Napoleon Is Decisively Beaten At The Battle of Waterloo

Today on June 18, 1815, Napoleon was decisively beaten for the final time at the Battle of Waterloo.

The Battle of Waterloo was an epic showdown that pitted the French Emperor, Napoleon Bonaparte, against the Duke of Wellington, Arthur Wellesley. The two armies fought in present-day Belgium on a field near Waterloo. Napoleon had only recently emerged from his short-lived exile on the island of Elba. His empire quickly crumbled after being utterly defeated at the Battle of Leipzig in 1814. He was subsequently forced to abdicate the throne by signing the Treaty of Fontainebleau. On February 26, 1815, he daringly escaped and returned to Paris within weeks. Napoleon seized control over the government and began preparing for war. This period is now known as the Hundred Days.

Napoleon’s strategy anchored on taking the offensive. He simply could not allow his enemies to unite and coordinate a joint attack. Therefore, he immediately mobilized an army and marched north-east to invade Belgium. On June 16, he first engaged with the Prussian army under General von Blucher at Ligny. While defeated, Blucher was still able to retreat in good order. The British-led coalition under Wellesley subsequently withdrew and took up a defensive position along an escarpment known as Mont-Saint-Jean (near the main Brussels Road). Blucher sent word that he could reinforce the British on the next day.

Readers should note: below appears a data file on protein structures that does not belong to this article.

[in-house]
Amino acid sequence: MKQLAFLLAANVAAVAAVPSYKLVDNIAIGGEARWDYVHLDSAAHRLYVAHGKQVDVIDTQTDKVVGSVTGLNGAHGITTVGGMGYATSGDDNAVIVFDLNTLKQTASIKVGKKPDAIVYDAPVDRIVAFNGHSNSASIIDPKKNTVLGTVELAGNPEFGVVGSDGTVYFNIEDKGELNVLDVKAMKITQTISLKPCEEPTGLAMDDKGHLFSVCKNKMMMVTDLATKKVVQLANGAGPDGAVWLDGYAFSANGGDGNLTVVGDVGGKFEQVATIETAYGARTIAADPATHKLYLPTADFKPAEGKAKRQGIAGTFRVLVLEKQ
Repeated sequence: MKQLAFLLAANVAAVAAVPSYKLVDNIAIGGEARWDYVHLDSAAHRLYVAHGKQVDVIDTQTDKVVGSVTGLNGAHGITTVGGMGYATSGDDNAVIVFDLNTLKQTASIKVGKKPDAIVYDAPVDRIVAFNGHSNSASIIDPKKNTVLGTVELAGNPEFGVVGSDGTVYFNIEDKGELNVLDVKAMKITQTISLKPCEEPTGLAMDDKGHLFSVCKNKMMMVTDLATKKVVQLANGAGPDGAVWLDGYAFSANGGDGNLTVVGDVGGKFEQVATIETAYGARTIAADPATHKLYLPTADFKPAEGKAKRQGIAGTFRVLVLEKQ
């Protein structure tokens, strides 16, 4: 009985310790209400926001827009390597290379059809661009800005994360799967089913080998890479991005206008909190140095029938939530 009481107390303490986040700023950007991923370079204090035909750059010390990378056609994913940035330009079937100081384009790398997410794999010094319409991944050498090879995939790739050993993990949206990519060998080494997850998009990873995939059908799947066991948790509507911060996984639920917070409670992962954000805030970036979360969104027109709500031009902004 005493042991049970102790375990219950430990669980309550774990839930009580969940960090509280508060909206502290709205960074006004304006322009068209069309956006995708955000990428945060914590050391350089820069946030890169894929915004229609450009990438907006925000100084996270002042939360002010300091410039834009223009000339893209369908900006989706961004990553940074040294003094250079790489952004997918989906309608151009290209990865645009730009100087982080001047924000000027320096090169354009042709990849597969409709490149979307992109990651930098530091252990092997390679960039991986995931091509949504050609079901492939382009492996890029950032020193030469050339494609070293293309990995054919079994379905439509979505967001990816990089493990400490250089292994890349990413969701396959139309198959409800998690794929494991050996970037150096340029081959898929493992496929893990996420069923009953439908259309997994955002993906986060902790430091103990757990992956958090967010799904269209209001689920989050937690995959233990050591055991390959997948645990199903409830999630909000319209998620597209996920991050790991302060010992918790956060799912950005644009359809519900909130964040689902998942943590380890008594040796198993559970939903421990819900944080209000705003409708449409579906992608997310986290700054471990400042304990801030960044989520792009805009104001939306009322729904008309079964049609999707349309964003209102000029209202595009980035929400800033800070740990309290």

On June 18, Napoleon made an early mistake by delaying his attack. The battlefield was waterlogged from a rainstorm, making it difficult to move cannons and horses. Known for his lethal artillery attacks, he eventually began with a massive bombardment; although this proved ineffective as the British positioned themselves behind a defensive ridge. The French infantry proceeded to advance in their usual column formations but was quickly cut down by the long-thin British lines. Reportedly in poor health that day, Napoleon was forced to remain away from the action. Blucher made good on his promise by arriving later in the day. In a last-ditch effort, Napoleon ordered his elite Old Guard to charge, but even they were pushed back. Several tactical and communication errors played a vital role in the outcome.

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